In Years 1 to 6 at Regents International School Pattaya, the high standards and benchmarks of the English National Curriculum provide the key literacy and numeracy skills children need for success. Alongside this ‘core’ curriculum, we also teach the International Primary Curriculum (IPC), a highly respected and internationally recognised programme that provides a cross-curricular, thematic structure for learning.
Do you teach ‘subjects’ in the IPC?
Subjects such as Science, History, Geography, Art and DesignTechnology are taught, with objectives that meet or in many cases, exceed those of other curricula. In addition, Health and Wellbeing is treated as a standalone subject, and its objectives are taught as part of our ‘Growing Minds’ lessons. These subjects are all taught through ‘themes’ or units of work, carefully selected by our teachers to ensure key knowledge and skills are covered throughout the children’s time at school. Although learning takes place from different subject ‘viewpoints’, we know that in real life, knowledge, skills and understanding do not stay neatly packed under subject umbrellas. The cross curricular approach in the IPC allows children to make these connections themselves.
“Through the last Year 6 unit, children were ‘historians’ and learned about the history of home and host countries and how they might have worked together in the past. Then, as ‘geographers’ they found out similarities and differences between the countries, whether they have been in the news and how issues such as natural disasters have impacted them in different ways. This is a good example of how children are able to explore and make these connections” said Ms Sara Berenguer, Assistant Head of Primary.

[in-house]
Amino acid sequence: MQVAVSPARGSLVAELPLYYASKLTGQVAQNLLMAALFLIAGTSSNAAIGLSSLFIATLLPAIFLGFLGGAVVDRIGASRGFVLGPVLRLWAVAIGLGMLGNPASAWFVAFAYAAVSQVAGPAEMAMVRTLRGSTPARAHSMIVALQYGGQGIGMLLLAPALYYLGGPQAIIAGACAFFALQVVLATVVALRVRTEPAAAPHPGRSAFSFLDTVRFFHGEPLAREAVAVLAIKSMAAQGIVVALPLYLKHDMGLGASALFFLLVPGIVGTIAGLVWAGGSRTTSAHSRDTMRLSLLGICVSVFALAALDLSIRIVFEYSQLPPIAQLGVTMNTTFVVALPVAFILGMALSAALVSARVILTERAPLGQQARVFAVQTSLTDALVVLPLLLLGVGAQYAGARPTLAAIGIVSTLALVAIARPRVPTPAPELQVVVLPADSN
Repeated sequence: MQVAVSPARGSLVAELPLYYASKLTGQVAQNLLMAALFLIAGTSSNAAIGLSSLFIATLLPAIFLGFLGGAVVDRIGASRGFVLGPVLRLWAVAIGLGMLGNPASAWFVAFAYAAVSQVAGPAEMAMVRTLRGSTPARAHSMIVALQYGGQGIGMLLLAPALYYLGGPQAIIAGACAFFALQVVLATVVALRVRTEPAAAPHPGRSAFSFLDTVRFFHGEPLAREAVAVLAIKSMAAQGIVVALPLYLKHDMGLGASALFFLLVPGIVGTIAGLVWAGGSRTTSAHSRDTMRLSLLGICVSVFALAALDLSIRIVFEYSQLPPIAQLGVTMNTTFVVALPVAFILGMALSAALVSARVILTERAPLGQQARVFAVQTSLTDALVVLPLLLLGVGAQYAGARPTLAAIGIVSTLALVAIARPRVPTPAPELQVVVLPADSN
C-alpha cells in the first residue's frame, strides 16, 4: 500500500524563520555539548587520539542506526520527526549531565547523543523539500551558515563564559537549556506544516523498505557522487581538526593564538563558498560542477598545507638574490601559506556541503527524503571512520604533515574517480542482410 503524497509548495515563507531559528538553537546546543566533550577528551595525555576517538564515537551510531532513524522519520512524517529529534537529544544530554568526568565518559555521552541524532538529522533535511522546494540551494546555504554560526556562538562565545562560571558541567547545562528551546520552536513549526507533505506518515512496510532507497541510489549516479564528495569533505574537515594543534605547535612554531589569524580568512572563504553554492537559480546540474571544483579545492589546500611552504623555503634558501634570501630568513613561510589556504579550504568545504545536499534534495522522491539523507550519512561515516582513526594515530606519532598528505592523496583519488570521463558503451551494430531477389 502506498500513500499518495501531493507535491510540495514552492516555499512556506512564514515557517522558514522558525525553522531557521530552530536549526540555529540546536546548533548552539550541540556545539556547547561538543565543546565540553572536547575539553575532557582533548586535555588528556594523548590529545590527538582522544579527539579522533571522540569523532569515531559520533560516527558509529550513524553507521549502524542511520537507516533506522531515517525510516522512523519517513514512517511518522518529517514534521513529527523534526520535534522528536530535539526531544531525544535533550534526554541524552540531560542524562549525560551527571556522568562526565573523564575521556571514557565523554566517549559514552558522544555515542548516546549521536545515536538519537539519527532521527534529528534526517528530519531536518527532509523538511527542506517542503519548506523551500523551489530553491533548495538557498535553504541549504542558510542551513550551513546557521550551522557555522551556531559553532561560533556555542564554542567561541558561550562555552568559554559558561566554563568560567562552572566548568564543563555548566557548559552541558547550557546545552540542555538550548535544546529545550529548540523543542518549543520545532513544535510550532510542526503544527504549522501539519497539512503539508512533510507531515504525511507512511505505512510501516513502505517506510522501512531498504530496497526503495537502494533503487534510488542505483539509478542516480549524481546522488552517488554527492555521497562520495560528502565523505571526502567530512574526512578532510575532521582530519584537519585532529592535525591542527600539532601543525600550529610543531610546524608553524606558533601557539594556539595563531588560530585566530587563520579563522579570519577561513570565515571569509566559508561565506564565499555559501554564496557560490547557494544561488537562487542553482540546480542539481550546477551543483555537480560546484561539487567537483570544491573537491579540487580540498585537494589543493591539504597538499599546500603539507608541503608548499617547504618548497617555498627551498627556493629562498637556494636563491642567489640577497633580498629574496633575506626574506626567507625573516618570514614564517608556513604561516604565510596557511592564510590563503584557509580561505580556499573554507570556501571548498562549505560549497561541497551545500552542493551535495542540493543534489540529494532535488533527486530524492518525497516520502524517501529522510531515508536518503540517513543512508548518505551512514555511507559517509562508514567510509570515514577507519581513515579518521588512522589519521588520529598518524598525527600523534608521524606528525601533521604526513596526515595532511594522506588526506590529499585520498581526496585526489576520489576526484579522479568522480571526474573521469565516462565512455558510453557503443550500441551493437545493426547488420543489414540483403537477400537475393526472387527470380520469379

What is international about the IPC?
As we prepare Regents children for life and work in an increasingly interconnected world and communities, a sensibility towards similarities and differences between people and cultures is a critical element of the IPC that we use in different subject units to enhance learning.
Through the ‘The Holiday Show’ unit in Year 5 for instance, children learn about the geographical and historical aspects of mass tourism but also its role in reinforcing cultural stereotypes and assumptions.
“Whilst many curricula are purely knowledge based, our children are not only developed academically, but are encouraged through the IPC to be globally minded and socially conscious which is clearly demonstrated through ‘The Holiday Show’ unit.” Ms. Sara Berenguer, Assistant Head of Primary.
Through the ‘Saving the Rainforest’ theme in Year 4, the children acquire key scientific knowledge about biosystems and habitats whilst encouraged to look at the ethical and ecological impact of its destruction from different perspectives; from those of the indigenous forest dwellers to the prospectors.
The units of work make explicit links with the Sustainable Development Goals so that children are aware of their importance. The IPC’s emphasis on global competence is designed to inspire and motivate children to positively contribute to change.